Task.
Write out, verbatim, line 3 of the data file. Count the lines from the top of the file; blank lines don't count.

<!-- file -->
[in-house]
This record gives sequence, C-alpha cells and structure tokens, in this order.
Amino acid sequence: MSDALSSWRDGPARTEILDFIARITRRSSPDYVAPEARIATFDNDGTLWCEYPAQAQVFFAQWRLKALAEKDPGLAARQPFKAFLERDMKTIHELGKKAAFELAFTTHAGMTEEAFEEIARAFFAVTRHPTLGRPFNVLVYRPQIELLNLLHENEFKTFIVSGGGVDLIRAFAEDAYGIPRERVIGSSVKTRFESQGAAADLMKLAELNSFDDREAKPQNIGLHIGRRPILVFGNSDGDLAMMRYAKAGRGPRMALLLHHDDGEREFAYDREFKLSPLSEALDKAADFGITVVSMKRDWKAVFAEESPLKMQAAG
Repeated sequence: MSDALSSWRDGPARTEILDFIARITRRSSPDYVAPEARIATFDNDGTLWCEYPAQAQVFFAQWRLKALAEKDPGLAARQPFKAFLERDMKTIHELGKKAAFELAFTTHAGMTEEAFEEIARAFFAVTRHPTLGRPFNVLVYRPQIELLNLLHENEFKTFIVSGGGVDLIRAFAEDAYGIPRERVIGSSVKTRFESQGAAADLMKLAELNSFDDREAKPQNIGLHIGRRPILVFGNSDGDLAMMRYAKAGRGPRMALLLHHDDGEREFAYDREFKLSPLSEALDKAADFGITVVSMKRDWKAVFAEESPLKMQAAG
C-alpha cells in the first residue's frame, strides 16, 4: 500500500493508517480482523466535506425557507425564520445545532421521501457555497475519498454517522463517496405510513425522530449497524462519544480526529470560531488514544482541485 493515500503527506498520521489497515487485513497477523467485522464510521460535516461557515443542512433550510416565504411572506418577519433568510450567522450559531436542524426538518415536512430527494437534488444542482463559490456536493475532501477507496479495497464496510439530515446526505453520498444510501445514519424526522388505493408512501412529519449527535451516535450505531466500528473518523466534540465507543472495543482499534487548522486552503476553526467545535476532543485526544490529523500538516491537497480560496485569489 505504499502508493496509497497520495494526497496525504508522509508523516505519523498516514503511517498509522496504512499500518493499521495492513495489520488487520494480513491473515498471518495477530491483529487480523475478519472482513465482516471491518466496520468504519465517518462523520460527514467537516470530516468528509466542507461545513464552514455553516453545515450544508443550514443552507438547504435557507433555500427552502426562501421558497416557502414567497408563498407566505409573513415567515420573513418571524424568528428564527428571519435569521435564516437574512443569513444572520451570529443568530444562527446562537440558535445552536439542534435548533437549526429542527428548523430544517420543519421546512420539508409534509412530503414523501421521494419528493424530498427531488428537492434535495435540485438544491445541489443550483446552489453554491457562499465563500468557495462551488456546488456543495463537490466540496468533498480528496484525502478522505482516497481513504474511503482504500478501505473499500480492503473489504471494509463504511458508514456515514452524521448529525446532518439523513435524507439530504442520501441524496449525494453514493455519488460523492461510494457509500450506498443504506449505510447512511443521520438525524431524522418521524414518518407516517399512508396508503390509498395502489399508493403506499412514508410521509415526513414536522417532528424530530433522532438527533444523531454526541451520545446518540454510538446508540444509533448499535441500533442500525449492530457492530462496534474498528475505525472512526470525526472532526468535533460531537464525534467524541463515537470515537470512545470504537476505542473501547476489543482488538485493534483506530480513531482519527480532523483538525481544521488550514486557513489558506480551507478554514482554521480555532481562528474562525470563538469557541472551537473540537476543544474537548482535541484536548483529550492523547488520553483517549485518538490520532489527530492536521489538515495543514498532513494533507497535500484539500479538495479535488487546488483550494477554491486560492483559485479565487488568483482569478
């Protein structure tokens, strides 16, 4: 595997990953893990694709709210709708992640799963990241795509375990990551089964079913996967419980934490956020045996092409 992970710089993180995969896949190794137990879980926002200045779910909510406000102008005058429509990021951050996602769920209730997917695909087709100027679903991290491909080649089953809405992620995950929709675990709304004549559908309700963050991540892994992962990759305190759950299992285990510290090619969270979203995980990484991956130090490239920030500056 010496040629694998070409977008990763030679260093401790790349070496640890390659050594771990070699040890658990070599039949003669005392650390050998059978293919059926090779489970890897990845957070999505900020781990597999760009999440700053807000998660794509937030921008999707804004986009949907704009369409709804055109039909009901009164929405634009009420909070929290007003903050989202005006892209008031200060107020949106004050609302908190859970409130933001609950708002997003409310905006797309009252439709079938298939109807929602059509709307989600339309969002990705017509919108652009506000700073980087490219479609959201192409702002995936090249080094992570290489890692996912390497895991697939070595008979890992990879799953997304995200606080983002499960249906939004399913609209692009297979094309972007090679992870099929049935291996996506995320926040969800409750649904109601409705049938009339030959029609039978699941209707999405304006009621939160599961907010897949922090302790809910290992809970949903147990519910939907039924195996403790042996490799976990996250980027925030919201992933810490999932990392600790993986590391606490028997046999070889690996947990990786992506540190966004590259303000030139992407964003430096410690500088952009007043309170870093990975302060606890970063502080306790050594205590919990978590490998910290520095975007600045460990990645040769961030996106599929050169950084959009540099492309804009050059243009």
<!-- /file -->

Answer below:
Amino acid sequence: MSDALSSWRDGPARTEILDFIARITRRSSPDYVAPEARIATFDNDGTLWCEYPAQAQVFFAQWRLKALAEKDPGLAARQPFKAFLERDMKTIHELGKKAAFELAFTTHAGMTEEAFEEIARAFFAVTRHPTLGRPFNVLVYRPQIELLNLLHENEFKTFIVSGGGVDLIRAFAEDAYGIPRERVIGSSVKTRFESQGAAADLMKLAELNSFDDREAKPQNIGLHIGRRPILVFGNSDGDLAMMRYAKAGRGPRMALLLHHDDGEREFAYDREFKLSPLSEALDKAADFGITVVSMKRDWKAVFAEESPLKMQAAG